“We were the ones to even insist that they must not release the fund, and not to further add and use it for probable and suspected cases. If not for the committee hearings conducted by the Senate and Congress, PhilHealth’s P50-billion fund could have been gone,” he added.
The IRM is a system where PhilHealth pays hospitals and health-care facilities in advance for insurance claims to enable them to function during crises.
Meanwhile, Senator Risa Hontiveros said the six-month preventive suspension without pay imposed on 44 Bureau of Immigration personnel and officials involved in the pastillas scam is a welcome and necessary development in the Senate investigation.
“Having led the pastillas scam inquiry for almost 10 months now, I am gratified to see that the sacrifices of our whistleblowers, the fruits of our labor, and the diligence of our law enforcers can bring erring officials to justice,” she said.
She, however, said the Ombudsman may have erred when it included whistleblower Jeffrey Dale Ignacio, who turned state witness by testifying how BI officials institutionalized corruption in the agency, in the suspension order.
“I hope the Ombudsman can consider reversing this order against Dale as his testimony, which completed the picture of the corrupt system in the BI, has been invaluable in our Senate probe as well as the NBI’s own investigation,” Hontiveros said.
“Nonetheless, I would like to thank Ombudsman Samuel Martires for acting on the results of our investigation, and I trust that his office will also go after the big fish — including those who are no longer in the BI and cannot be the subject of preventive suspension.
The opposition senator also commended the NBI for remaining steadfast in their resolve to charge anyone — even one of their own, such as Atty. Joshua Capiral — found to have been part of this money-making racket, one that only endangered the country’s borders and bring harm to Filipino women and children.
“ I am positive that with the bureau’s dedication, more corrupt BI officials will be held to account.”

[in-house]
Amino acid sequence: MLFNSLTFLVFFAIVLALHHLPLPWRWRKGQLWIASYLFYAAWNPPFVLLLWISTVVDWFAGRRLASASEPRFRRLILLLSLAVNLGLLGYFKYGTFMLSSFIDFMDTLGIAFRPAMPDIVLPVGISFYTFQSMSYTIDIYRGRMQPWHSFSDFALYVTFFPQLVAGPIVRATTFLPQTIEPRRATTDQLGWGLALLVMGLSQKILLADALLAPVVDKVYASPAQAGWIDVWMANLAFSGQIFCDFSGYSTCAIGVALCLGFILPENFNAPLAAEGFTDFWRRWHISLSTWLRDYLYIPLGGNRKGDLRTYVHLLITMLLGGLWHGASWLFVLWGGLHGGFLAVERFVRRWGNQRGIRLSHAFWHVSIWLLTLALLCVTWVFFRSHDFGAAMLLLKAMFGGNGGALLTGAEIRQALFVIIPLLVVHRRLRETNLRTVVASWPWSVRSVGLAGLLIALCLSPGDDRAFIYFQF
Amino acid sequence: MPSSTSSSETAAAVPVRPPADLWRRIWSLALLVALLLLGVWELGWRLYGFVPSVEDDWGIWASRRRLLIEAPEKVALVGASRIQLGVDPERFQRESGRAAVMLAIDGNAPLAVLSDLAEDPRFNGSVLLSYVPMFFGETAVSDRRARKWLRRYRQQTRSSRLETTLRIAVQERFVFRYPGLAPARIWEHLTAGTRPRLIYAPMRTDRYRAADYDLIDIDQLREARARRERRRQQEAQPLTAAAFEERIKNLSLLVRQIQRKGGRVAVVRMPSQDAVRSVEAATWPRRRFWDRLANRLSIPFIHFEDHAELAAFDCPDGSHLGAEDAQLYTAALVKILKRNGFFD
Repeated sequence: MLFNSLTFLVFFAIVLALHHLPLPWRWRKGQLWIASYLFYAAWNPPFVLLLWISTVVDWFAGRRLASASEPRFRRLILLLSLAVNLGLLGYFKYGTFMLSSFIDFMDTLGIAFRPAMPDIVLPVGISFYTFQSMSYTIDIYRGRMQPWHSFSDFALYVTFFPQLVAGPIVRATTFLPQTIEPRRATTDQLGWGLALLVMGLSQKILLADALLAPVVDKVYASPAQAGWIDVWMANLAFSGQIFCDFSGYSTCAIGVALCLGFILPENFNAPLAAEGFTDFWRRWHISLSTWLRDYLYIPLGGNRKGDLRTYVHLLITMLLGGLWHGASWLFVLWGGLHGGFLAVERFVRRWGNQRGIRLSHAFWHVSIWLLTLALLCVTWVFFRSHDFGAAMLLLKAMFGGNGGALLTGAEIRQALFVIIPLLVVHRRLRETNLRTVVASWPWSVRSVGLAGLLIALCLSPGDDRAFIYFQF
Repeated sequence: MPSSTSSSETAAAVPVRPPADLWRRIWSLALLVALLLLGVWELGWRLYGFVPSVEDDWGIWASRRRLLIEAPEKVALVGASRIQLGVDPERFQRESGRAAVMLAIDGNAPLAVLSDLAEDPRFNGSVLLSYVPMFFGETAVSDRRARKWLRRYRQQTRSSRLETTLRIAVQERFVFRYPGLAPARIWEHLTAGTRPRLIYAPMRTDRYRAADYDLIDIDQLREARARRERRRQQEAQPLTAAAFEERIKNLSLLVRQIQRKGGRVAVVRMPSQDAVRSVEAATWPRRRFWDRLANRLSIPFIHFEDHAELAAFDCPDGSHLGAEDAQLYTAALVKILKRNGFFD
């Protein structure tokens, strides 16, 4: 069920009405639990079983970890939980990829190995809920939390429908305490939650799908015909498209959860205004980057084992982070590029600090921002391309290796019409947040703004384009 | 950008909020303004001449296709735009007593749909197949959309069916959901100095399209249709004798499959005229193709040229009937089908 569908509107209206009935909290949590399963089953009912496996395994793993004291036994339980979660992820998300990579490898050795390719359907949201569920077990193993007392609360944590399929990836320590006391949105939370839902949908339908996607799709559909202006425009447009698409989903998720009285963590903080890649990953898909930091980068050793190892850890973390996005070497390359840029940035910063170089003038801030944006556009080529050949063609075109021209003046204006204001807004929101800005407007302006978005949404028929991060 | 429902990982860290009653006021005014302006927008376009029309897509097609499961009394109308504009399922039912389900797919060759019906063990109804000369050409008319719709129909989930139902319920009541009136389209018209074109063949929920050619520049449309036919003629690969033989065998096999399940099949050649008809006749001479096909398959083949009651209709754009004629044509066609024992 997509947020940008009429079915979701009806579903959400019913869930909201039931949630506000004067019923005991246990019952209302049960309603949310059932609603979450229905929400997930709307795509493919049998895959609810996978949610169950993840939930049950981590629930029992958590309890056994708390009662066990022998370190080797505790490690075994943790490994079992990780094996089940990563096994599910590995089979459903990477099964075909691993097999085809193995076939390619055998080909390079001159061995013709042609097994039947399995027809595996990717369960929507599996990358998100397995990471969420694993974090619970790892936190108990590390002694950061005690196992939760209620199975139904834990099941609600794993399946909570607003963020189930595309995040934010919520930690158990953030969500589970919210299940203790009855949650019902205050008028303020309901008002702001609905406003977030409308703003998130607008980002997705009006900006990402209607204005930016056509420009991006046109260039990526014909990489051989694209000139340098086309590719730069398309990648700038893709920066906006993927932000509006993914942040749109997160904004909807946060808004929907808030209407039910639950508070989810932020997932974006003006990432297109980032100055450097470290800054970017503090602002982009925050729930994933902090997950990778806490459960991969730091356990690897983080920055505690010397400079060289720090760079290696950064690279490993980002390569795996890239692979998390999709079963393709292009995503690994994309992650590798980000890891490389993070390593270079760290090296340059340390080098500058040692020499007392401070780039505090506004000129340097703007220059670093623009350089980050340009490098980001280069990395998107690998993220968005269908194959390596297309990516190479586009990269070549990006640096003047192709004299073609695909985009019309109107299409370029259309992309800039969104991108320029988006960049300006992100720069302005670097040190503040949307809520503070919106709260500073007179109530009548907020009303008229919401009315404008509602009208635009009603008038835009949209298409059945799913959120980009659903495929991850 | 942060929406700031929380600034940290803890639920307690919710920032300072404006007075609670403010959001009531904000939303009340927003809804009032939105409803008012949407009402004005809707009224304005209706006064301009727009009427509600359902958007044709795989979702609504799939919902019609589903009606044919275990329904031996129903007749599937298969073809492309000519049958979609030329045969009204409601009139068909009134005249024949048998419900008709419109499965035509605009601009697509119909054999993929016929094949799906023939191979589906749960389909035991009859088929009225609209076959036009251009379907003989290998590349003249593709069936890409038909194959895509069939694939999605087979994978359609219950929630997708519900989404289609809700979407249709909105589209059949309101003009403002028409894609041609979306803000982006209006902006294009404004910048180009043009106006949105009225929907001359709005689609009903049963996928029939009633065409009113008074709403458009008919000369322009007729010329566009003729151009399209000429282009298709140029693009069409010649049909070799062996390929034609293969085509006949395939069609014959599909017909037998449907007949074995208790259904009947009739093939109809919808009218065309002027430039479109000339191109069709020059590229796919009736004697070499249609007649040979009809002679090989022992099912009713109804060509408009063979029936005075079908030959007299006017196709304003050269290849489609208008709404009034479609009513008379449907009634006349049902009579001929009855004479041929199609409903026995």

According to Hontiveros, she hopes that both the NBI and the Ombudsman are as devoted to these cases as we are in my Senate Committee on Women, Children, Family Relations, and Gender Equality.
“Together, let us show that justice in this country can indeed be served,” she said.
For his part, Senator Christopher “Bong” Go welcomed the whole-of-government approach to intensify the campaign against corruption towards the remaining one year and eight months of President Rodrigo Duterte’s term.
Go commended President Duterte for heeding calls to create an expanded inter-agency task force mandated to resolve numerous allegations of prevalent systemic corruption in various government agencies.
The said task force will be mandated to investigate all issues of corruption in agencies, prosecute and file charges, conduct lifestyle checks, audit funds, recommend suspensions and put in jail those found guilty of corrupt practices.
He said the President repeatedly expressed exasperation at the corruption issues which he believed compromised the ability of the government to provide much-needed services to the people during a time when a global pandemic is draining the nation’s coffers.
Similarly, Go, who chairs the Senate Committee on Health, believed the ongoing corruption also hampers the country’s ability to overcome the COVID-19 crisis.
It was Senator Go who recommended to the President the creation of a new and more empowered task force with an expand`ed scope to investigate reported anomalies in any government agency. The task force will operate until Duterte’s term ends in 2022.
The Department of Justice will lead the expanded task force. The justice department will be authorized to decide which allegations to investigate, taking into consideration their impact on the delivery of public services. It may also create as many panels as it deems necessary, and direct other government agencies to assist or be part of its panels, such as the Office of the Ombudsman, Commission on Audit, and Presidential Anti-Corruption Commission, among others..
Go issued a stern warning to all public servants that the Duterte Administration has not let up in its campaign against corruption. He urged them to strictly adhere to the values and standards set forth in the Code of Conduct and Ethical Standards for Public Officials and Employees lest they be charged and potentially jailed.
Sen. Imee Marcos, meanwhile, said the reaction of a .task force against corruption has long been overdue.
“It’s last two 2 minutes for the administration,” said Marcos as she noted that all corruption allegations should be investigated.
“This should be immediately done after discovering the massive anomalies at Philhealth, Bureau of Immigration, Department of Agriculture, Bureau of Customs and the Department of Health and other government agencies,” Marcos said.
Senator Francis Pangilinan said that if the government is sincere to eradicate corruption, even those allies of the President should not be spared, since it appeared that the anti-corruption drive targets only those coming from the opposition.
“They might be slapped with trumped-up charges,” he said.
Pangilinan said the government’s anti-corruption drive, cleared or condoned allies, to the extent of not filing charges against them.
“They even got promoted or recycled in their position,” he added.